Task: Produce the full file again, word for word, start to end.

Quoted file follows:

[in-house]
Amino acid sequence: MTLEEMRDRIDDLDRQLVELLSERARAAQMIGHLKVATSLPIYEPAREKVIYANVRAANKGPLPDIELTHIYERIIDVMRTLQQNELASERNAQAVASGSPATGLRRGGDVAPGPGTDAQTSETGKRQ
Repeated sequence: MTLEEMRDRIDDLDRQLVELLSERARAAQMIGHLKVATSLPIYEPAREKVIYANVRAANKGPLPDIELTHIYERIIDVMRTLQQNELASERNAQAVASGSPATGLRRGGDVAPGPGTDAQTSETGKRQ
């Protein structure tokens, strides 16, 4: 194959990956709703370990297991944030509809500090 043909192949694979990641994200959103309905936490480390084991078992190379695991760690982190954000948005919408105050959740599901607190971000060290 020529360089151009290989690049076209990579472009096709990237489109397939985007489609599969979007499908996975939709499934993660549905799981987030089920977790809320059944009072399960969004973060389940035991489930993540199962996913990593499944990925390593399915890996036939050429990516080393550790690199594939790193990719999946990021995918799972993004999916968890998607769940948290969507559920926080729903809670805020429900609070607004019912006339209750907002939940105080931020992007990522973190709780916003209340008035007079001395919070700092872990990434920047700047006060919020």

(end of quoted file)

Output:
[in-house]
Amino acid sequence: MTLEEMRDRIDDLDRQLVELLSERARAAQMIGHLKVATSLPIYEPAREKVIYANVRAANKGPLPDIELTHIYERIIDVMRTLQQNELASERNAQAVASGSPATGLRRGGDVAPGPGTDAQTSETGKRQ
Repeated sequence: MTLEEMRDRIDDLDRQLVELLSERARAAQMIGHLKVATSLPIYEPAREKVIYANVRAANKGPLPDIELTHIYERIIDVMRTLQQNELASERNAQAVASGSPATGLRRGGDVAPGPGTDAQTSETGKRQ
């Protein structure tokens, strides 16, 4: 194959990956709703370990297991944030509809500090 043909192949694979990641994200959103309905936490480390084991078992190379695991760690982190954000948005919408105050959740599901607190971000060290 020529360089151009290989690049076209990579472009096709990237489109397939985007489609599969979007499908996975939709499934993660549905799981987030089920977790809320059944009072399960969004973060389940035991489930993540199962996913990593499944990925390593399915890996036939050429990516080393550790690199594939790193990719999946990021995918799972993004999916968890998607769940948290969507559920926080729903809670805020429900609070607004019912006339209750907002939940105080931020992007990522973190709780916003209340008035007079001395919070700092872990990434920047700047006060919020």